Sunday 11 August 2013

The walk in my week...

My view of history is largely influenced by the imagination of those talented authors who bring history to life in the books I love to read. Whenever possible though,  I like to visit areas of historical interest, and luckily the area I live in has an abundance of historic sites.

This is Whalley Abbey in Lancashire, and the walk in my week led me to explore the remains of this beautiful  thirteenth Century Cistercian Abbey, and also to walk along the meandering banks of the River Calder.

River Calder

The Cistercian Abbey of Stanlow, in Cheshire, moved to Whalley in 1296. The Church was built between 1330 and 1380.

Only the foundations of the church remain. The remains of the former monastic buildings are more extensive. The west range, which was the lay brothers' dormitory, consists of two stories, and is roofed.

The Abbot's lodging and Infirmary were not completed until around 1440

The first stone was laid by Henry de Lacy in June 1296 and at least part of the site was consecrated by the Bishop of Whithern in 1306. Building proceeded slowly and the foundation stone was laid in 1330. Stone for building the abbey was obtained from local quarries.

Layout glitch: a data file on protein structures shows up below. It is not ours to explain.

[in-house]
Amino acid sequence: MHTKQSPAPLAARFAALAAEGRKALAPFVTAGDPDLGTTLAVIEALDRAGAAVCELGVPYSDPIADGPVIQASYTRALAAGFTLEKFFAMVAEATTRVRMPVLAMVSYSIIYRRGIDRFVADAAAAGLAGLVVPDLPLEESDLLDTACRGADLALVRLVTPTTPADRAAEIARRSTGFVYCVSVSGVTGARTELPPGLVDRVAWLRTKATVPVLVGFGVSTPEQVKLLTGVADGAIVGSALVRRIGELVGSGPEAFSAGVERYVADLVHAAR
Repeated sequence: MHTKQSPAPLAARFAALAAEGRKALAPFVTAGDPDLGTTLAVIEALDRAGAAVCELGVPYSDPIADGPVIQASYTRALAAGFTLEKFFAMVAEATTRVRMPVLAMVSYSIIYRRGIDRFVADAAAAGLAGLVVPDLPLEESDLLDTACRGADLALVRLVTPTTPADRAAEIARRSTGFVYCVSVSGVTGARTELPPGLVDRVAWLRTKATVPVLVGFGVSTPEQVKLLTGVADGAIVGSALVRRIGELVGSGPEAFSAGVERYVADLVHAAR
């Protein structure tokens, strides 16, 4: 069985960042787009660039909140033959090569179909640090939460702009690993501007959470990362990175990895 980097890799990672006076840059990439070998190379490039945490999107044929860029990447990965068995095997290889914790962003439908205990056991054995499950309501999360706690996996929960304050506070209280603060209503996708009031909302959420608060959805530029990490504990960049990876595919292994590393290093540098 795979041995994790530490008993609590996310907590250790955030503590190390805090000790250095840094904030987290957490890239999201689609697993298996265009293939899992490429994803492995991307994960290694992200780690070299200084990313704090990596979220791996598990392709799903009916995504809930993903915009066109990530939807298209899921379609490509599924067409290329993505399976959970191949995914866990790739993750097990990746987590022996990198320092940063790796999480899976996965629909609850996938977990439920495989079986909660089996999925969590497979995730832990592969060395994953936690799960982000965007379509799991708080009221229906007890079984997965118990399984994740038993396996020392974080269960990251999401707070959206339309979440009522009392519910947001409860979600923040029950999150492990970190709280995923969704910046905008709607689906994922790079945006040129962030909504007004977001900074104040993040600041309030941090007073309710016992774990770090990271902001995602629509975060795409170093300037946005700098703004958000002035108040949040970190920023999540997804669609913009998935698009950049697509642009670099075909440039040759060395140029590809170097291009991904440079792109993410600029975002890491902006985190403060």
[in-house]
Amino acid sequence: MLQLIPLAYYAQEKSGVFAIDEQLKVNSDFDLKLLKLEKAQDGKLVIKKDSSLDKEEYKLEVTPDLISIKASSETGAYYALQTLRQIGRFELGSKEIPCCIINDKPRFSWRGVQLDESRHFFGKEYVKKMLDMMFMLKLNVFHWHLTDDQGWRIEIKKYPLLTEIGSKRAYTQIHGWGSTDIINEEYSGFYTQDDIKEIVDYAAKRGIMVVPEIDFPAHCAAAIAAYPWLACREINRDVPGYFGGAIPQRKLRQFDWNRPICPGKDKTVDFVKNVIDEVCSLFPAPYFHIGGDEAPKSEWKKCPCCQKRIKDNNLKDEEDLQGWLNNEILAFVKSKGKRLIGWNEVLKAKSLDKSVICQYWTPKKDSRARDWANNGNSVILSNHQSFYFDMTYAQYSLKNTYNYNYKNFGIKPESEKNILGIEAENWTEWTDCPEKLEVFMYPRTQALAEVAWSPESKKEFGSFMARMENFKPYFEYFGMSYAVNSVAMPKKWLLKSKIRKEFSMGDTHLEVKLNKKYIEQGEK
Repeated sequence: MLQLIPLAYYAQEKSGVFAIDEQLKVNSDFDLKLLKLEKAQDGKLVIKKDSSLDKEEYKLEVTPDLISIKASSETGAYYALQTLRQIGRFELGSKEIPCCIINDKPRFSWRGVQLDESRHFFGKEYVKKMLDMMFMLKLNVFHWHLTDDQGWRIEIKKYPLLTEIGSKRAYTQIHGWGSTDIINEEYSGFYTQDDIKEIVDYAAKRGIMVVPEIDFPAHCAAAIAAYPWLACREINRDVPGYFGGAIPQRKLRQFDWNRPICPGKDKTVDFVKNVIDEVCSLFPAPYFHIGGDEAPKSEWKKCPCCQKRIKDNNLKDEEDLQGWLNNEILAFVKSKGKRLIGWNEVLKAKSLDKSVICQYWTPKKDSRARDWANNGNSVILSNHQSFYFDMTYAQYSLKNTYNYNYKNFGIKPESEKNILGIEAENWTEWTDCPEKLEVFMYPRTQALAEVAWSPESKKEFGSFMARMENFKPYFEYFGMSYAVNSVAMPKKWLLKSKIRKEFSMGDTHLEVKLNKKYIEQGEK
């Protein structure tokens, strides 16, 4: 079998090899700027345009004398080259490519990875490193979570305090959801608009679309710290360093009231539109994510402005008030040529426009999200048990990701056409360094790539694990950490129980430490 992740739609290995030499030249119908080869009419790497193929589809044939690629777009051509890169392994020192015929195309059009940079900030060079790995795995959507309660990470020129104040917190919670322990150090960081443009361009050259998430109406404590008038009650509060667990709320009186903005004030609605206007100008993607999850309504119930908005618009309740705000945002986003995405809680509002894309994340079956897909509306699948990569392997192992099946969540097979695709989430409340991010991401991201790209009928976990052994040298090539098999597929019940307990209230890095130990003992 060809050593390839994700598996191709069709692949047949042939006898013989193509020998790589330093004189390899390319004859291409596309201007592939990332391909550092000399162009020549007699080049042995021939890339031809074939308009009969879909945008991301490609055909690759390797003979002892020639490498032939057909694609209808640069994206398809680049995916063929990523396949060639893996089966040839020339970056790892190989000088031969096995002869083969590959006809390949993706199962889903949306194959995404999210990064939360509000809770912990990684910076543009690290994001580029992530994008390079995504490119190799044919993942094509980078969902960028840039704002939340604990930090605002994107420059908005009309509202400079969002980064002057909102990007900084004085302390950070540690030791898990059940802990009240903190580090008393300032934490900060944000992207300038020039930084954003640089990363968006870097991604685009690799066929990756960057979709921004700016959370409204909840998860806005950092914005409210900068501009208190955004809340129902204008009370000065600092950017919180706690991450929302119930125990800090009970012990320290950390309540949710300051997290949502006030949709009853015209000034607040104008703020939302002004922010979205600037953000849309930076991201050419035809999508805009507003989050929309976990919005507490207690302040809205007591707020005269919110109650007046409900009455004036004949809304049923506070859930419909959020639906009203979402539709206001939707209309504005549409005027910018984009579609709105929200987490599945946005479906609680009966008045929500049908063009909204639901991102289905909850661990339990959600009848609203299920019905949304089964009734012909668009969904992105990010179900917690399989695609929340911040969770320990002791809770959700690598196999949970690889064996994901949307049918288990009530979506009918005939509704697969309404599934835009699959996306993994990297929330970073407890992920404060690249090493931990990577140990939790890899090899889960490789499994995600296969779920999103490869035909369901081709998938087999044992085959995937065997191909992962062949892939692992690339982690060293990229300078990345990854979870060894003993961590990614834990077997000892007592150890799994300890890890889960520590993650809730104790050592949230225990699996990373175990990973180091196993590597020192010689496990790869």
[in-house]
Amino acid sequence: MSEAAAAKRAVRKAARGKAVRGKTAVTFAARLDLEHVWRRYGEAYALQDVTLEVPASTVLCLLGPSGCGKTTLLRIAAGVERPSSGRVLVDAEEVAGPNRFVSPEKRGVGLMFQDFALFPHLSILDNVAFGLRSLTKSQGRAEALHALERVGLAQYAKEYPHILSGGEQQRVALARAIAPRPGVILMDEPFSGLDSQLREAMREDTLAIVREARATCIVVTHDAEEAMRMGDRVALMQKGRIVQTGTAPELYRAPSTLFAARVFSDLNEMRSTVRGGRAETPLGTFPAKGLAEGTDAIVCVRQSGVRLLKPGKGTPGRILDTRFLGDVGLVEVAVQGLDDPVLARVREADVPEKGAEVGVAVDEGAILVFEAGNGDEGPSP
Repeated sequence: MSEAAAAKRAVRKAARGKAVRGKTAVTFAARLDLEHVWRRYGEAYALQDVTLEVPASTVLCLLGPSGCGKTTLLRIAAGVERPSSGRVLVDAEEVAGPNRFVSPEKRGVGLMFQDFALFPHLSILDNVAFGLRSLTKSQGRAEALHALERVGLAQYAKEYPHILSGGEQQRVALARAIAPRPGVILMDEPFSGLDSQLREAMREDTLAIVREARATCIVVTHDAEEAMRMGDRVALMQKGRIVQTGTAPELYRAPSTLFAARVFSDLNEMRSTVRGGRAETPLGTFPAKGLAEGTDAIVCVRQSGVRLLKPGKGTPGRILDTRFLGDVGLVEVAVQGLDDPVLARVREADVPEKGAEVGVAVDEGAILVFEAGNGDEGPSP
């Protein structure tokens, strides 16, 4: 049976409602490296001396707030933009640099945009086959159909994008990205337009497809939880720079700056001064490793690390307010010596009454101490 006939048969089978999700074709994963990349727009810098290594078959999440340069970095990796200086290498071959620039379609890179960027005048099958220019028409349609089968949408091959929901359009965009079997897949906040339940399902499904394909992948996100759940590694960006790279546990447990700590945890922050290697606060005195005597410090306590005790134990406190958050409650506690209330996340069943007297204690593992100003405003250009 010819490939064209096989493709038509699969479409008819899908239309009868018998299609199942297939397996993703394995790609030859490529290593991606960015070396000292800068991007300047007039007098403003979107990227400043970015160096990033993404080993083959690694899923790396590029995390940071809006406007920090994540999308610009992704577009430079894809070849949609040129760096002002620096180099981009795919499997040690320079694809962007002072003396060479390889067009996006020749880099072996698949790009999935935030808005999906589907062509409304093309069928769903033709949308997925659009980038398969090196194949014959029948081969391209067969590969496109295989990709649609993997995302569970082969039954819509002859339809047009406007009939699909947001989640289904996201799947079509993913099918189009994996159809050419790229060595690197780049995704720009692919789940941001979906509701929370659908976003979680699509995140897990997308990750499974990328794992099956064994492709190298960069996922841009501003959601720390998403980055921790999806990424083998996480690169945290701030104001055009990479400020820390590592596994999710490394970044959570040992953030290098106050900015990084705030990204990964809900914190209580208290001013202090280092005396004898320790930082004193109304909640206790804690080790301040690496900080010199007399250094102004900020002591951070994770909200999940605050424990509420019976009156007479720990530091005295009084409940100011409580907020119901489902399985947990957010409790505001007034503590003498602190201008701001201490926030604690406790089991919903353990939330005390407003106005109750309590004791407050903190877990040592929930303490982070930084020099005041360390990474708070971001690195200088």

Supporting Pillar

A royal licence to build a crenellated wall round the site was obtained in 1339. The church was completed in 1380 but the remainder of the abbey was not finished until the 1440s. In 1480 the North East Gatehouse, which provided a new entrance to the abbey, was completed. In the 16th century, John Paslew, the last Abbot of Whalley, reconstructed his own lodgings and added a Lady Chapel. The abbey closed in 1537 as part of the dissolution of the monasteries. Also that year Abbot Paslew was executed for high treason for his part in events connected with the Pilgrimage of Grace the previous year.

After the dissolution of the Monastery in 1537, the property passed into private hands, and it was adapted to make an Elizabethan Manor House. It remained a private residence until 1923, when the Church of England acquired possession.

The ruins of the abbey have been designated by English Heritage as a Grade I listed building and a Scheduled Ancient Monument.

It  is still a sacred place and an area for quiet reflection.

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